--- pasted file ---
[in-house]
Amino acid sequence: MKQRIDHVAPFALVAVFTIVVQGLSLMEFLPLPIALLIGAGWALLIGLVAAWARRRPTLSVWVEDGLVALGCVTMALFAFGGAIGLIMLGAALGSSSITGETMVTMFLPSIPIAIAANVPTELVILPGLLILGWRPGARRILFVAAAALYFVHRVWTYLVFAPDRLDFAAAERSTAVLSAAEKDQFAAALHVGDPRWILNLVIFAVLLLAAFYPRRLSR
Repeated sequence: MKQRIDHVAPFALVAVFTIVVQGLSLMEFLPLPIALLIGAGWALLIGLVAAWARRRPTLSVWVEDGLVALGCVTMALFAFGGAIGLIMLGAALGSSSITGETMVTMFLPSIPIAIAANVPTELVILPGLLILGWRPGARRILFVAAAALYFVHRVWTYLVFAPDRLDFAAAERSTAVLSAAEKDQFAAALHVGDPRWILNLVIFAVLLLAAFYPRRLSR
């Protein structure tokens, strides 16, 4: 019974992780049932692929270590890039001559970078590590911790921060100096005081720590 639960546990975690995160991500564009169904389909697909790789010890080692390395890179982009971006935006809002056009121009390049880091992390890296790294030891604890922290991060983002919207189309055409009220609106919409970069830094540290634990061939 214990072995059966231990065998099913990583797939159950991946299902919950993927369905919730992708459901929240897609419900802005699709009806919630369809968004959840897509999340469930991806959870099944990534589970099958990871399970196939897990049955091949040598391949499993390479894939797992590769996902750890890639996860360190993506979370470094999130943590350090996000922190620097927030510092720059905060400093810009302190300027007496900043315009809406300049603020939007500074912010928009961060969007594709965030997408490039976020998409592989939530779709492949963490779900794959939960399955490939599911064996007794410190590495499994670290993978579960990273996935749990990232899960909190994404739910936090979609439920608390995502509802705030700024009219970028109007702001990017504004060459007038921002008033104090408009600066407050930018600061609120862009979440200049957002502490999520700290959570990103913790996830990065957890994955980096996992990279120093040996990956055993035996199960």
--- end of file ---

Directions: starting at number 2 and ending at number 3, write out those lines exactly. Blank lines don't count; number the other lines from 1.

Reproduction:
Amino acid sequence: MKQRIDHVAPFALVAVFTIVVQGLSLMEFLPLPIALLIGAGWALLIGLVAAWARRRPTLSVWVEDGLVALGCVTMALFAFGGAIGLIMLGAALGSSSITGETMVTMFLPSIPIAIAANVPTELVILPGLLILGWRPGARRILFVAAAALYFVHRVWTYLVFAPDRLDFAAAERSTAVLSAAEKDQFAAALHVGDPRWILNLVIFAVLLLAAFYPRRLSR
Repeated sequence: MKQRIDHVAPFALVAVFTIVVQGLSLMEFLPLPIALLIGAGWALLIGLVAAWARRRPTLSVWVEDGLVALGCVTMALFAFGGAIGLIMLGAALGSSSITGETMVTMFLPSIPIAIAANVPTELVILPGLLILGWRPGARRILFVAAAALYFVHRVWTYLVFAPDRLDFAAAERSTAVLSAAEKDQFAAALHVGDPRWILNLVIFAVLLLAAFYPRRLSR